Australian dairy farmers have voted to not change the current levy investment during the 2022 Dairy Poll conducted from February 24 to March 31.
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Dairy Australia's chair and South Australian dairy farmer James Mann thanked farmers for their participation in the poll.

The poll presented farmers an opportunity to vote on investment in the industry’s future with four voting options, determined by an independent Levy Poll Advisory Committee.

The poll offered voters four choices: no change to the levy rate or increases of 15, 20 or 25 per cent.

Dairy Australia has been notified by Link Market Services, the independent company engaged to conduct the vote, that “no change” to the levy was preferred among farmers, receiving 64pc of the votes.

This outcome was also supported by good participation, with 44pc of all eligible votes cast.

Dairy Australia’s chair and South Australian dairy farmer James Mann thanked farmers for their participation in the poll.

“We thank all farmers and people across the industry that have been part of this important process to determine the future investment in the industry,” Mr Mann said.

“Thanks also to the Levy Poll Advisory Committee, who gave a great deal of time and effort to determine the voting options.

“Our collective funds play an important role in delivering services that individual farmers cannot deliver alone – whether that’s research in feed or genetics, or how we respond to challenges such as labour and natural disasters – your contribution will continue to make a big difference for our industry.”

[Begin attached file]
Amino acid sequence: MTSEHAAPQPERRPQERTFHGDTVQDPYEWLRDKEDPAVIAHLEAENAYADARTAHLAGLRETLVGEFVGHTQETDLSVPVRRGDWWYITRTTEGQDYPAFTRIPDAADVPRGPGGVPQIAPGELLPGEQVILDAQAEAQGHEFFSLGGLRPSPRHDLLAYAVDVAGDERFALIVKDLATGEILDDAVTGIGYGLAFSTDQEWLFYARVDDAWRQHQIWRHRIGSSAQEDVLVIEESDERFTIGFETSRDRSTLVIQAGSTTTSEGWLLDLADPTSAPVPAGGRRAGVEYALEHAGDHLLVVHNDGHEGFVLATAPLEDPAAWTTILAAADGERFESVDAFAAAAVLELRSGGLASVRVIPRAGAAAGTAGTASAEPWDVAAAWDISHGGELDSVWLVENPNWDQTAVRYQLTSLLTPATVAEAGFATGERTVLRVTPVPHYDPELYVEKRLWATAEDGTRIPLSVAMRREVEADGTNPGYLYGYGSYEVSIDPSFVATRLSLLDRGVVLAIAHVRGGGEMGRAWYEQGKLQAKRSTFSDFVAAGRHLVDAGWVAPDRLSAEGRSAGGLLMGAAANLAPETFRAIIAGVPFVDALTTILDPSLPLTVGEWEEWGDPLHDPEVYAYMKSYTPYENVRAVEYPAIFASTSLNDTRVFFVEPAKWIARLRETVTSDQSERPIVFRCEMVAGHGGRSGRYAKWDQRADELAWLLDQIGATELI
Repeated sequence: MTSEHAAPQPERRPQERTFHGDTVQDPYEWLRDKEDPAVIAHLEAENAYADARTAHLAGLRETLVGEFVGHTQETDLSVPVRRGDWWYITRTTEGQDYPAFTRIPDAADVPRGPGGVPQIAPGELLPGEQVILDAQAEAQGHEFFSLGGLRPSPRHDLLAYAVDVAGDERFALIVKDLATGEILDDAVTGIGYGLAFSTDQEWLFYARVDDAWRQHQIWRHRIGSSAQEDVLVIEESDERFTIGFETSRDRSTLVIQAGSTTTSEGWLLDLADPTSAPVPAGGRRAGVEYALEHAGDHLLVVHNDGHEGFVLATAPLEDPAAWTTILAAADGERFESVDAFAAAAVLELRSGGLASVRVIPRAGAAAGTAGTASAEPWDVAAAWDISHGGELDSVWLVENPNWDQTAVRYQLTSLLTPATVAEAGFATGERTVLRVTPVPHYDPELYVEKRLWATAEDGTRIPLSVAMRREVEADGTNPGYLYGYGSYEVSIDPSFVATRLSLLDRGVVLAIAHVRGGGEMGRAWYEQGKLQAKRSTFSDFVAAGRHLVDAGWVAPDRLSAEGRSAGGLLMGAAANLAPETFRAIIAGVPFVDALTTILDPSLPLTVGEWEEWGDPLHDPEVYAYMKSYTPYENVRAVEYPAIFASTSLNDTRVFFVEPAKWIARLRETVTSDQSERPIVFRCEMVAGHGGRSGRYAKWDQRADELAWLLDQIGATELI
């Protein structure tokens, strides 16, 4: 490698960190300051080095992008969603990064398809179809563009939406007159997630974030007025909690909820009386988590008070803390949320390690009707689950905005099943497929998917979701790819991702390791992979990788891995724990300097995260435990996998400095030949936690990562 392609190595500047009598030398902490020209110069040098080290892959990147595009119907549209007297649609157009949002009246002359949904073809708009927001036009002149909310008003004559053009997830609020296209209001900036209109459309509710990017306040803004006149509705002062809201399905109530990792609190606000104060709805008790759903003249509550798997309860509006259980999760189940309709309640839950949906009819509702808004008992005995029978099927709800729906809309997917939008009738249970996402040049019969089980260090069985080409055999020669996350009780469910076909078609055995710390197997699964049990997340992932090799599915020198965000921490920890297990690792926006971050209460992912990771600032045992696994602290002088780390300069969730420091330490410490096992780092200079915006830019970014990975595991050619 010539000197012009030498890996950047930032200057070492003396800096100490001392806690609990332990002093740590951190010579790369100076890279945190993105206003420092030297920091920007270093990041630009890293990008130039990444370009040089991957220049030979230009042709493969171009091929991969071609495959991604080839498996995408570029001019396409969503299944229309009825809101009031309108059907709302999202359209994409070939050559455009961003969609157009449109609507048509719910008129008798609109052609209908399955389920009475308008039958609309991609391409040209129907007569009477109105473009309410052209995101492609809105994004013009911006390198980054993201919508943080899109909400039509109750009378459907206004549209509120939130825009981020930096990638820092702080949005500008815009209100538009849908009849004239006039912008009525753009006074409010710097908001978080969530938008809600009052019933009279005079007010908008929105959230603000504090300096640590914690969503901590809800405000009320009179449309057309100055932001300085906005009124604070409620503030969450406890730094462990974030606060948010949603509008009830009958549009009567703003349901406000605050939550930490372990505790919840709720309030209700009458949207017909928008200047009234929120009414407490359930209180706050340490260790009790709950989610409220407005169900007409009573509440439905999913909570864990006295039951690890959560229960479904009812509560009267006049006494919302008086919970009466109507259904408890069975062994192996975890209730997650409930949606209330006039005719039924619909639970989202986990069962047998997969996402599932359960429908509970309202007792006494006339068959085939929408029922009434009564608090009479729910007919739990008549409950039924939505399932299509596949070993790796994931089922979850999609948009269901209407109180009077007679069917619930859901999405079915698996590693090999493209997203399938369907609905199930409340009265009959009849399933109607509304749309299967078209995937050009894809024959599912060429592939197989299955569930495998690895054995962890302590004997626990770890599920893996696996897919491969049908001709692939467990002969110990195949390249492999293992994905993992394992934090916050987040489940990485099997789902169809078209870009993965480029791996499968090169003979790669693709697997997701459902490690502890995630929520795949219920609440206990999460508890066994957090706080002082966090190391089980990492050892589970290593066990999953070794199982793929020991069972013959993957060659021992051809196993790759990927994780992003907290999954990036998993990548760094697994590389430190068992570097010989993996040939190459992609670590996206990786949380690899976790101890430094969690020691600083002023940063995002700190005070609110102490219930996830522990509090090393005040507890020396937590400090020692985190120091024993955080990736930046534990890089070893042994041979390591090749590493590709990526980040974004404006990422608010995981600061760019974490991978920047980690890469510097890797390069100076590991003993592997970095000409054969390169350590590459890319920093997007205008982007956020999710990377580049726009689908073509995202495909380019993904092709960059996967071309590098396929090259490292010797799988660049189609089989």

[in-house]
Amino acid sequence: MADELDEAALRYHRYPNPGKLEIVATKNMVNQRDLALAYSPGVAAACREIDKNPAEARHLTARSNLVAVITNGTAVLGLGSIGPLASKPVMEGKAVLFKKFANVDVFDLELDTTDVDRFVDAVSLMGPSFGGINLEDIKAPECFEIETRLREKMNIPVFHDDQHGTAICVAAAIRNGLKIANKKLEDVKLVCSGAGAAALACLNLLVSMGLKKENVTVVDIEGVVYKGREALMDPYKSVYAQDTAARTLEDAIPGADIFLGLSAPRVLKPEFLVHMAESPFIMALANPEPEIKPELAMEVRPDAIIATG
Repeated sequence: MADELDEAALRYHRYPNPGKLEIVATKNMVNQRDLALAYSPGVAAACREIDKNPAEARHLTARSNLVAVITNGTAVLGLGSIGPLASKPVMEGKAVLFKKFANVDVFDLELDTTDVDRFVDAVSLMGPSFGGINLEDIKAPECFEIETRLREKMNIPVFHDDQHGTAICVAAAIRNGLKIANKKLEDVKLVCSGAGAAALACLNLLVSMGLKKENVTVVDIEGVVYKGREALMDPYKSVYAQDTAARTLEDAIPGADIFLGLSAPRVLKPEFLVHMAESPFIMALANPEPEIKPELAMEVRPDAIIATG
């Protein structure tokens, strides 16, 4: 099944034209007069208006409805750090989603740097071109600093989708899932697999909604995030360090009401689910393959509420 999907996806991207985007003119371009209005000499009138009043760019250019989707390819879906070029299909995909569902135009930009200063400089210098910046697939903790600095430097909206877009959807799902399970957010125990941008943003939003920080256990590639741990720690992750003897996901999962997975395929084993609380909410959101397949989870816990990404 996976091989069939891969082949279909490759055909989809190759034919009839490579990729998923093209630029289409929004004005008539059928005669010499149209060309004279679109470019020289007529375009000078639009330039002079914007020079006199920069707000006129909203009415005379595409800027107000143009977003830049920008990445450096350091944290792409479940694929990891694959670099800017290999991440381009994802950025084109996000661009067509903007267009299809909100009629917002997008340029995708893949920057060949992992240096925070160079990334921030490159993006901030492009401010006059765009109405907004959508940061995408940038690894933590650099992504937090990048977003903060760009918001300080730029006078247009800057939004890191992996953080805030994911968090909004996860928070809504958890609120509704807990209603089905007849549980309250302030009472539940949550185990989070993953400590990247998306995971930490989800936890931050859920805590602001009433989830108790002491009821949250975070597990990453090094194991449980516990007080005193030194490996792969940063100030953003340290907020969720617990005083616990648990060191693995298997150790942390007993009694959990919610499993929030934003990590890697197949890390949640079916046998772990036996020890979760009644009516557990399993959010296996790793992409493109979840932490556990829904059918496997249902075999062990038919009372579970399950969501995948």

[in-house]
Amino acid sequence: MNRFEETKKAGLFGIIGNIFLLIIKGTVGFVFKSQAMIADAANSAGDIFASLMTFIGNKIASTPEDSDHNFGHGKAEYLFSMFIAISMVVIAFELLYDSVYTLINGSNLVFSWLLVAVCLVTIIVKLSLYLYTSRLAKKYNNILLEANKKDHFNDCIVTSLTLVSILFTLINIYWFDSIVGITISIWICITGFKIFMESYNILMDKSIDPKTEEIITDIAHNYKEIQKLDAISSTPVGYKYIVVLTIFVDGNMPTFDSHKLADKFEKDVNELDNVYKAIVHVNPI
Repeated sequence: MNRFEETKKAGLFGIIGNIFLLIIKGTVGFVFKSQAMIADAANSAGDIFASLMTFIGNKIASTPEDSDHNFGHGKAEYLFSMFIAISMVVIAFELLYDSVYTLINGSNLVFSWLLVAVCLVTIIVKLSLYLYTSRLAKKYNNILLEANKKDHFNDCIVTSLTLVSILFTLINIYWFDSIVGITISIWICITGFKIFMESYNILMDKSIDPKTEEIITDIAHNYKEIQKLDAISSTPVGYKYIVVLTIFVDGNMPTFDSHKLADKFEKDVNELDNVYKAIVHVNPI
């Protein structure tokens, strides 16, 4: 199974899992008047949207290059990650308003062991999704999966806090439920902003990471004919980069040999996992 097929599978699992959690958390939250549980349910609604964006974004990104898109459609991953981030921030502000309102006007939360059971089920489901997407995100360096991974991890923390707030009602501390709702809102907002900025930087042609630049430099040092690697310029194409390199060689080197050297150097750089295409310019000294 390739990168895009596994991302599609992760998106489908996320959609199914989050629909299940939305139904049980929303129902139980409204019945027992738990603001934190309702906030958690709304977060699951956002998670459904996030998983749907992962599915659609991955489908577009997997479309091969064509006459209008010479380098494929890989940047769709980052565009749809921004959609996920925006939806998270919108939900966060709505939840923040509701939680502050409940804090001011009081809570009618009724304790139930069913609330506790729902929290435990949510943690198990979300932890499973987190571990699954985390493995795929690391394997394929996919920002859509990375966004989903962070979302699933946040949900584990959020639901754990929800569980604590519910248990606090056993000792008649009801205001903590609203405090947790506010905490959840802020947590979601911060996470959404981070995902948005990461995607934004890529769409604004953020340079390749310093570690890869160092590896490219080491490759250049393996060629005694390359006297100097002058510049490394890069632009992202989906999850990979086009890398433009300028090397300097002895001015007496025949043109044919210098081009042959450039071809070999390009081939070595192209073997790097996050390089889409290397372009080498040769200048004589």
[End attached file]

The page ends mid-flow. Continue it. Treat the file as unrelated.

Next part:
Dairy Australia’s managing director, Dr David Nation, shared Mr Mann’s views.

“We value and appreciate every dollar of the dairy levy, and we will continue to invest it in ways that deliver tangible benefits to farmers,” Dr Nation said.

“It was also pleasing to see 36pc voted for an increase in levy, indicating support for the key areas identified for continuing investment – labour, regional services, climate and policy development – which are critical for our industry’s long-term success.

“We will need to consider how we address these key areas and now work to prioritise investment and services with these areas in mind, along with our current investment mix.”

These investments include research and innovation, supporting farm business management, responding to events such as drought, bushfires, floods or COVID-19, developing tools to adapt to the environment and address climate, supporting on-farm employment needs, marketing of dairy products and commitment to sustainability, policy research, industry insights and international market programs.

Additional details of the results can be found at

Fonterra says the outlook for dairy is positive, and the co-operative has released an upbeat forecast for its full-year profit.

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